Paleontology—Legal Instruments

The NPS Geologic Resources Division developed this article as part of a series to summarize laws, regulations, and policies that specifically apply to NPS minerals and geologic resources. The table below does not include laws of general application (e.g., Endangered Species Act, Clean Water Act, Wilderness Act, National Environmental Policy Act, or National Historic Preservation Act). Also, the table does include the NPS Organic Act when it serves as the main authority for protection of a particular resource or when other, more specific laws are not available. Information is current as of December 2023. Contact the NPS Geologic Resources Division for detailed guidance.


Resource-specific Laws

Archaeological Resources Protection Act of 1979, 16 USC §§ 470aa – mm Section 3 (1)

Archaeological Resource—nonfossilized and fossilized paleontological specimens, or any portion or piece thereof, shall not be considered archaeological resources, under the regulations of this paragraph, unless found in an archaeological context. Therefore, fossils in an archaeological context are covered under this law.

Federal Cave Resources Protection Act of 1988, 16 USC §§ 4301 – 4309 Section 3 (5) Cave Resource

Cave Resource—the term “cave resource” includes any material or substance occurring naturally in caves on Federal lands, such as animal life, plant life, paleontological deposits, sediments, minerals, speleogens, and speleothems. Therefore, every reference to cave resource in the law applies to paleontological resources.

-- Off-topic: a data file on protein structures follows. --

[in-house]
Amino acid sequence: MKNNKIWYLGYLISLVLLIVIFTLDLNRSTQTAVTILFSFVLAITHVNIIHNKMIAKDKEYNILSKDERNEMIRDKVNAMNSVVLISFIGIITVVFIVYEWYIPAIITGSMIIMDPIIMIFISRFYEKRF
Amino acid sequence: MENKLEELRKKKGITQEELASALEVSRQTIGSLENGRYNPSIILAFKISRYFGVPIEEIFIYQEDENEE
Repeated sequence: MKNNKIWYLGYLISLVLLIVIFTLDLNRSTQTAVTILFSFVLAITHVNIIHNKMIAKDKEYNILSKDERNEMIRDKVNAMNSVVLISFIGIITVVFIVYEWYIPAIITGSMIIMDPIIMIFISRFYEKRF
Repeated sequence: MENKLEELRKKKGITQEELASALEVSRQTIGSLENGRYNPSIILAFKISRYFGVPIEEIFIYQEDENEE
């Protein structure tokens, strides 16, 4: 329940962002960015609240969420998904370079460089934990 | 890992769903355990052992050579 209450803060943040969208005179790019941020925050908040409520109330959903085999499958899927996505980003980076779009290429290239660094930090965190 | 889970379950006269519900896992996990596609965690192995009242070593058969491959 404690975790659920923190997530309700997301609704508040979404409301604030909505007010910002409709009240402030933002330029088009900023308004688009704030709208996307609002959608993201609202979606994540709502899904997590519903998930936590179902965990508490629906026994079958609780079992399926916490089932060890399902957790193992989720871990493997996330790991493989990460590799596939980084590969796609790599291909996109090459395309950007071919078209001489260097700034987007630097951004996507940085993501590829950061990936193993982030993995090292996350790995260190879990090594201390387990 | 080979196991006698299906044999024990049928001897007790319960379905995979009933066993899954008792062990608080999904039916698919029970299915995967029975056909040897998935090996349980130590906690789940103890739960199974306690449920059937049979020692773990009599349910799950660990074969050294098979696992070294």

National Parks Omnibus Management Act of 1998, 54 USC § 100701

protects the confidentiality of the nature and specific location of paleontological resources and objects.

Paleontological Resources Preservation Act of 2009, 16 USC § 470aaa et seq.

provides for the management and protection of paleontological resources on federal lands.

Resource-specific Regulations

36 CFR § 2.1(a)(1)(iii)

prohibits destroying, injuring, defacing, removing, digging or disturbing paleontological specimens or parts thereof.

Prohibition in 36 CFR § 13.35

applies even in Alaska parks, where the surface collection of other geologic resources is permitted.

43 CFR Part 49 (in development)

will contain the DOI regulations implementing the Paleontological Resources Preservation Act.

2006 Management Policies

Section 4.8.2

requires NPS to protect geologic features from adverse effects of human activity.


emphasizes Inventory and Monitoring, encourages scientific research, directs parks to maintain confidentiality of paleontological information, and allows parks to buy fossils only in accordance with certain criteria.

Related Links

Part of a series of articles titled Geology & Minerals—Resource Laws, Regulations, and Policies.

Last updated: January 2, 2024